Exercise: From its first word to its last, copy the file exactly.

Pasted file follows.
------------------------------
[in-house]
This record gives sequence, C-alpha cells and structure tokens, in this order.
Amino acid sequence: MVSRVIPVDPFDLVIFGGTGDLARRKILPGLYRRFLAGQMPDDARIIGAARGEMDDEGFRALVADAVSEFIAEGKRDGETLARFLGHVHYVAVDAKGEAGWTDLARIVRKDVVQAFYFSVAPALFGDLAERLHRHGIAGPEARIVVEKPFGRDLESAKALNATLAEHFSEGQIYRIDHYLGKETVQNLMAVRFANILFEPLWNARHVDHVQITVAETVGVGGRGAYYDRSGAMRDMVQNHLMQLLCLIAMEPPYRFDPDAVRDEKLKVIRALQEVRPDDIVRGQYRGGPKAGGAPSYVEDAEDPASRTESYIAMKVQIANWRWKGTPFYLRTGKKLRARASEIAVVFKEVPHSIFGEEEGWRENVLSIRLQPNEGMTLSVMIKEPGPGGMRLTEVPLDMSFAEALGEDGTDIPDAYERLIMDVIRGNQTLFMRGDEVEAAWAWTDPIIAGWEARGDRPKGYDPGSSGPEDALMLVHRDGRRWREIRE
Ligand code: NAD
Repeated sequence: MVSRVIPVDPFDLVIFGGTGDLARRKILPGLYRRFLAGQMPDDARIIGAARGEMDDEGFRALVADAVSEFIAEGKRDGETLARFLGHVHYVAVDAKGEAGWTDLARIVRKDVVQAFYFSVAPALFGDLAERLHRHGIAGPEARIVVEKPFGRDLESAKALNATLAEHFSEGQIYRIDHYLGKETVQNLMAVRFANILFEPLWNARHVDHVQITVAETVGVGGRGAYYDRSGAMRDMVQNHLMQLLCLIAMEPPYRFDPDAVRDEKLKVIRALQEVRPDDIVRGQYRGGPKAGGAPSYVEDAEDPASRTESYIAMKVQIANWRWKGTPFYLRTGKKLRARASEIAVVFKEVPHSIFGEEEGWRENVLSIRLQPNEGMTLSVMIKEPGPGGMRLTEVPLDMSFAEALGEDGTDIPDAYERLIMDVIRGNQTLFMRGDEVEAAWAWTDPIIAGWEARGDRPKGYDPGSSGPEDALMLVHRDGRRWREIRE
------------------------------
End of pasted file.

[in-house]
This record gives sequence, C-alpha cells and structure tokens, in this order.
Amino acid sequence: MVSRVIPVDPFDLVIFGGTGDLARRKILPGLYRRFLAGQMPDDARIIGAARGEMDDEGFRALVADAVSEFIAEGKRDGETLARFLGHVHYVAVDAKGEAGWTDLARIVRKDVVQAFYFSVAPALFGDLAERLHRHGIAGPEARIVVEKPFGRDLESAKALNATLAEHFSEGQIYRIDHYLGKETVQNLMAVRFANILFEPLWNARHVDHVQITVAETVGVGGRGAYYDRSGAMRDMVQNHLMQLLCLIAMEPPYRFDPDAVRDEKLKVIRALQEVRPDDIVRGQYRGGPKAGGAPSYVEDAEDPASRTESYIAMKVQIANWRWKGTPFYLRTGKKLRARASEIAVVFKEVPHSIFGEEEGWRENVLSIRLQPNEGMTLSVMIKEPGPGGMRLTEVPLDMSFAEALGEDGTDIPDAYERLIMDVIRGNQTLFMRGDEVEAAWAWTDPIIAGWEARGDRPKGYDPGSSGPEDALMLVHRDGRRWREIRE
Ligand code: NAD
Repeated sequence: MVSRVIPVDPFDLVIFGGTGDLARRKILPGLYRRFLAGQMPDDARIIGAARGEMDDEGFRALVADAVSEFIAEGKRDGETLARFLGHVHYVAVDAKGEAGWTDLARIVRKDVVQAFYFSVAPALFGDLAERLHRHGIAGPEARIVVEKPFGRDLESAKALNATLAEHFSEGQIYRIDHYLGKETVQNLMAVRFANILFEPLWNARHVDHVQITVAETVGVGGRGAYYDRSGAMRDMVQNHLMQLLCLIAMEPPYRFDPDAVRDEKLKVIRALQEVRPDDIVRGQYRGGPKAGGAPSYVEDAEDPASRTESYIAMKVQIANWRWKGTPFYLRTGKKLRARASEIAVVFKEVPHSIFGEEEGWRENVLSIRLQPNEGMTLSVMIKEPGPGGMRLTEVPLDMSFAEALGEDGTDIPDAYERLIMDVIRGNQTLFMRGDEVEAAWAWTDPIIAGWEARGDRPKGYDPGSSGPEDALMLVHRDGRRWREIRE